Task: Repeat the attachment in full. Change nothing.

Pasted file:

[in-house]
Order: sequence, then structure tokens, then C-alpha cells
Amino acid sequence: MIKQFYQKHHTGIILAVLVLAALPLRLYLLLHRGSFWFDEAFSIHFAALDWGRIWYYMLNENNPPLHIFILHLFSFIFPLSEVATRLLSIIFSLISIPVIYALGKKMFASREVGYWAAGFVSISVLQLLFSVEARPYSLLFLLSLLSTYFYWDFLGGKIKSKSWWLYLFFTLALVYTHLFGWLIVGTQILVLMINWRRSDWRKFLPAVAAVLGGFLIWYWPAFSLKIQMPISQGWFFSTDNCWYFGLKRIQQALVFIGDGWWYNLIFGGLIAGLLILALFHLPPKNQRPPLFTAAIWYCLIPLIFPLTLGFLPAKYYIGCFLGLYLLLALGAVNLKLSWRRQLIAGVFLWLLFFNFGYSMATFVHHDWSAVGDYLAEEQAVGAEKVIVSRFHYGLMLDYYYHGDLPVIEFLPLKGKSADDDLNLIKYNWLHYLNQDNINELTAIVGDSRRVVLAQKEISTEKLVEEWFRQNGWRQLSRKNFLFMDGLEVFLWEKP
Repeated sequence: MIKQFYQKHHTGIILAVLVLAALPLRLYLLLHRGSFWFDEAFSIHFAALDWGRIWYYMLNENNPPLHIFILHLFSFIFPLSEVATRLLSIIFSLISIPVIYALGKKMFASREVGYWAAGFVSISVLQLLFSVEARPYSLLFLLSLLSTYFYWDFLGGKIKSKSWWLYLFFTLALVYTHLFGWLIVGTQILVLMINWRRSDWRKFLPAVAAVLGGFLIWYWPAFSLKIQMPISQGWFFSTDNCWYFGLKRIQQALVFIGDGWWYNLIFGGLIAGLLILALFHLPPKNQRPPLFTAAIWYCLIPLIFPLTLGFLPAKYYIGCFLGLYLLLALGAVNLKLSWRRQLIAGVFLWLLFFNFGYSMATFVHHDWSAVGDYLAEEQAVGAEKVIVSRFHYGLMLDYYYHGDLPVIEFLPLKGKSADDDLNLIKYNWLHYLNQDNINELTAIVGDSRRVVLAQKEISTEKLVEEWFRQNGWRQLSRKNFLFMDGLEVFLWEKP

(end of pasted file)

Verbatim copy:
[in-house]
Order: sequence, then structure tokens, then C-alpha cells
Amino acid sequence: MIKQFYQKHHTGIILAVLVLAALPLRLYLLLHRGSFWFDEAFSIHFAALDWGRIWYYMLNENNPPLHIFILHLFSFIFPLSEVATRLLSIIFSLISIPVIYALGKKMFASREVGYWAAGFVSISVLQLLFSVEARPYSLLFLLSLLSTYFYWDFLGGKIKSKSWWLYLFFTLALVYTHLFGWLIVGTQILVLMINWRRSDWRKFLPAVAAVLGGFLIWYWPAFSLKIQMPISQGWFFSTDNCWYFGLKRIQQALVFIGDGWWYNLIFGGLIAGLLILALFHLPPKNQRPPLFTAAIWYCLIPLIFPLTLGFLPAKYYIGCFLGLYLLLALGAVNLKLSWRRQLIAGVFLWLLFFNFGYSMATFVHHDWSAVGDYLAEEQAVGAEKVIVSRFHYGLMLDYYYHGDLPVIEFLPLKGKSADDDLNLIKYNWLHYLNQDNINELTAIVGDSRRVVLAQKEISTEKLVEEWFRQNGWRQLSRKNFLFMDGLEVFLWEKP
Repeated sequence: MIKQFYQKHHTGIILAVLVLAALPLRLYLLLHRGSFWFDEAFSIHFAALDWGRIWYYMLNENNPPLHIFILHLFSFIFPLSEVATRLLSIIFSLISIPVIYALGKKMFASREVGYWAAGFVSISVLQLLFSVEARPYSLLFLLSLLSTYFYWDFLGGKIKSKSWWLYLFFTLALVYTHLFGWLIVGTQILVLMINWRRSDWRKFLPAVAAVLGGFLIWYWPAFSLKIQMPISQGWFFSTDNCWYFGLKRIQQALVFIGDGWWYNLIFGGLIAGLLILALFHLPPKNQRPPLFTAAIWYCLIPLIFPLTLGFLPAKYYIGCFLGLYLLLALGAVNLKLSWRRQLIAGVFLWLLFFNFGYSMATFVHHDWSAVGDYLAEEQAVGAEKVIVSRFHYGLMLDYYYHGDLPVIEFLPLKGKSADDDLNLIKYNWLHYLNQDNINELTAIVGDSRRVVLAQKEISTEKLVEEWFRQNGWRQLSRKNFLFMDGLEVFLWEKP